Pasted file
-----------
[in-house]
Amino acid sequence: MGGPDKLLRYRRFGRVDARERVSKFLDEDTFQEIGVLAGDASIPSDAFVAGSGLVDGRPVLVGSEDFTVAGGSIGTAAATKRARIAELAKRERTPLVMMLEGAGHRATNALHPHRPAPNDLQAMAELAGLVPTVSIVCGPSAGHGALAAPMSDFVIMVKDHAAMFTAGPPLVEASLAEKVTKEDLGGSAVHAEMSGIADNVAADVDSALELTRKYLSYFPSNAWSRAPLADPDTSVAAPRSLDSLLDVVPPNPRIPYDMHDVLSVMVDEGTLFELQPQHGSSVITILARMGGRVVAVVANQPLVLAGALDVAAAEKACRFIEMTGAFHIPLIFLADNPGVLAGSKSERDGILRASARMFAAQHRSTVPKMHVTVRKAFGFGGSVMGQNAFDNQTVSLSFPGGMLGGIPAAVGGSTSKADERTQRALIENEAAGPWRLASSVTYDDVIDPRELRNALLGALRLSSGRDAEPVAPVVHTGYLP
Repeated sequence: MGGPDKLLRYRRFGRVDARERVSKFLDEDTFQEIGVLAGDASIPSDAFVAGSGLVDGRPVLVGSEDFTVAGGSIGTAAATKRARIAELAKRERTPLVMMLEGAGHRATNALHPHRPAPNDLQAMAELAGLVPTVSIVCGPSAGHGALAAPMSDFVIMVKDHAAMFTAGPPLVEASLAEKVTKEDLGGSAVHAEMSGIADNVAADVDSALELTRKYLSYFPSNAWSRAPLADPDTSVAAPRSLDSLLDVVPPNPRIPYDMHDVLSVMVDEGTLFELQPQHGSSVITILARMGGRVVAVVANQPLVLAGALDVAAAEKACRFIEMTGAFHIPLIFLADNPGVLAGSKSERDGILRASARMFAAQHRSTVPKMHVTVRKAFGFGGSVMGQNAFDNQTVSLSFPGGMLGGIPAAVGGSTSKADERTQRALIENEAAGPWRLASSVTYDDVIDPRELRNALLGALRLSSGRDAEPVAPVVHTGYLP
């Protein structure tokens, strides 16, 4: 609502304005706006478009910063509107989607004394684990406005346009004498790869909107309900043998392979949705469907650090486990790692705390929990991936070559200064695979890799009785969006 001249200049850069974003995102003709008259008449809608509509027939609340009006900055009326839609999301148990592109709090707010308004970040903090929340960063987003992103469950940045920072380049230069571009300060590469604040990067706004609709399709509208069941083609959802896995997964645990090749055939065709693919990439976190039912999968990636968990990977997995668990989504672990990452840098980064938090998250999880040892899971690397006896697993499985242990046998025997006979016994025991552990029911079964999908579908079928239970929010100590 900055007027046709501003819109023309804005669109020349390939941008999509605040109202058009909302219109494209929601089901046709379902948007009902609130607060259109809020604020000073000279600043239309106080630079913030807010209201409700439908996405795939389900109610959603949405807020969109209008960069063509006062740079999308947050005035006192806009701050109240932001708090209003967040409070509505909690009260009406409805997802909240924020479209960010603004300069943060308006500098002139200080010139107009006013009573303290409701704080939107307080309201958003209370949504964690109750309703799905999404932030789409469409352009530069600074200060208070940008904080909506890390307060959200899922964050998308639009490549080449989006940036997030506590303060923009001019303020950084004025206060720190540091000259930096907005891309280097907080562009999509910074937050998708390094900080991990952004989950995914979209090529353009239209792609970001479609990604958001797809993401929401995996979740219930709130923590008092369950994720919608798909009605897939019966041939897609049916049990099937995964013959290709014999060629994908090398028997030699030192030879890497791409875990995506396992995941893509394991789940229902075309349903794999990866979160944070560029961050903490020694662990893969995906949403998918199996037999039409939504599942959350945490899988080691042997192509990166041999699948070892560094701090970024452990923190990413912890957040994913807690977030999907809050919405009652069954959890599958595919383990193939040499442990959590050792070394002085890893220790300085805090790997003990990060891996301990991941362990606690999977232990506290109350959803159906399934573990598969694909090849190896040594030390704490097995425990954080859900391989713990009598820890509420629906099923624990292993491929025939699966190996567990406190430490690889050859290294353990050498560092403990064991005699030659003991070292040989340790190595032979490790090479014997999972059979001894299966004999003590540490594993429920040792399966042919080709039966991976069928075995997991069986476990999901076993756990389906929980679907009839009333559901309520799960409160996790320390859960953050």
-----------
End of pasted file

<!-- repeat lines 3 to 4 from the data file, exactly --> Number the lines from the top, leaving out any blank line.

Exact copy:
Repeated sequence: MGGPDKLLRYRRFGRVDARERVSKFLDEDTFQEIGVLAGDASIPSDAFVAGSGLVDGRPVLVGSEDFTVAGGSIGTAAATKRARIAELAKRERTPLVMMLEGAGHRATNALHPHRPAPNDLQAMAELAGLVPTVSIVCGPSAGHGALAAPMSDFVIMVKDHAAMFTAGPPLVEASLAEKVTKEDLGGSAVHAEMSGIADNVAADVDSALELTRKYLSYFPSNAWSRAPLADPDTSVAAPRSLDSLLDVVPPNPRIPYDMHDVLSVMVDEGTLFELQPQHGSSVITILARMGGRVVAVVANQPLVLAGALDVAAAEKACRFIEMTGAFHIPLIFLADNPGVLAGSKSERDGILRASARMFAAQHRSTVPKMHVTVRKAFGFGGSVMGQNAFDNQTVSLSFPGGMLGGIPAAVGGSTSKADERTQRALIENEAAGPWRLASSVTYDDVIDPRELRNALLGALRLSSGRDAEPVAPVVHTGYLP
């Protein structure tokens, strides 16, 4: 609502304005706006478009910063509107989607004394684990406005346009004498790869909107309900043998392979949705469907650090486990790692705390929990991936070559200064695979890799009785969006 001249200049850069974003995102003709008259008449809608509509027939609340009006900055009326839609999301148990592109709090707010308004970040903090929340960063987003992103469950940045920072380049230069571009300060590469604040990067706004609709399709509208069941083609959802896995997964645990090749055939065709693919990439976190039912999968990636968990990977997995668990989504672990990452840098980064938090998250999880040892899971690397006896697993499985242990046998025997006979016994025991552990029911079964999908579908079928239970929010100590 900055007027046709501003819109023309804005669109020349390939941008999509605040109202058009909302219109494209929601089901046709379902948007009902609130607060259109809020604020000073000279600043239309106080630079913030807010209201409700439908996405795939389900109610959603949405807020969109209008960069063509006062740079999308947050005035006192806009701050109240932001708090209003967040409070509505909690009260009406409805997802909240924020479209960010603004300069943060308006500098002139200080010139107009006013009573303290409701704080939107307080309201958003209370949504964690109750309703799905999404932030789409469409352009530069600074200060208070940008904080909506890390307060959200899922964050998308639009490549080449989006940036997030506590303060923009001019303020950084004025206060720190540091000259930096907005891309280097907080562009999509910074937050998708390094900080991990952004989950995914979209090529353009239209792609970001479609990604958001797809993401929401995996979740219930709130923590008092369950994720919608798909009605897939019966041939897609049916049990099937995964013959290709014999060629994908090398028997030699030192030879890497791409875990995506396992995941893509394991789940229902075309349903794999990866979160944070560029961050903490020694662990893969995906949403998918199996037999039409939504599942959350945490899988080691042997192509990166041999699948070892560094701090970024452990923190990413912890957040994913807690977030999907809050919405009652069954959890599958595919383990193939040499442990959590050792070394002085890893220790300085805090790997003990990060891996301990991941362990606690999977232990506290109350959803159906399934573990598969694909090849190896040594030390704490097995425990954080859900391989713990009598820890509420629906099923624990292993491929025939699966190996567990406190430490690889050859290294353990050498560092403990064991005699030659003991070292040989340790190595032979490790090479014997999972059979001894299966004999003590540490594993429920040792399966042919080709039966991976069928075995997991069986476990999901076993756990389906929980679907009839009333559901309520799960409160996790320390859960953050």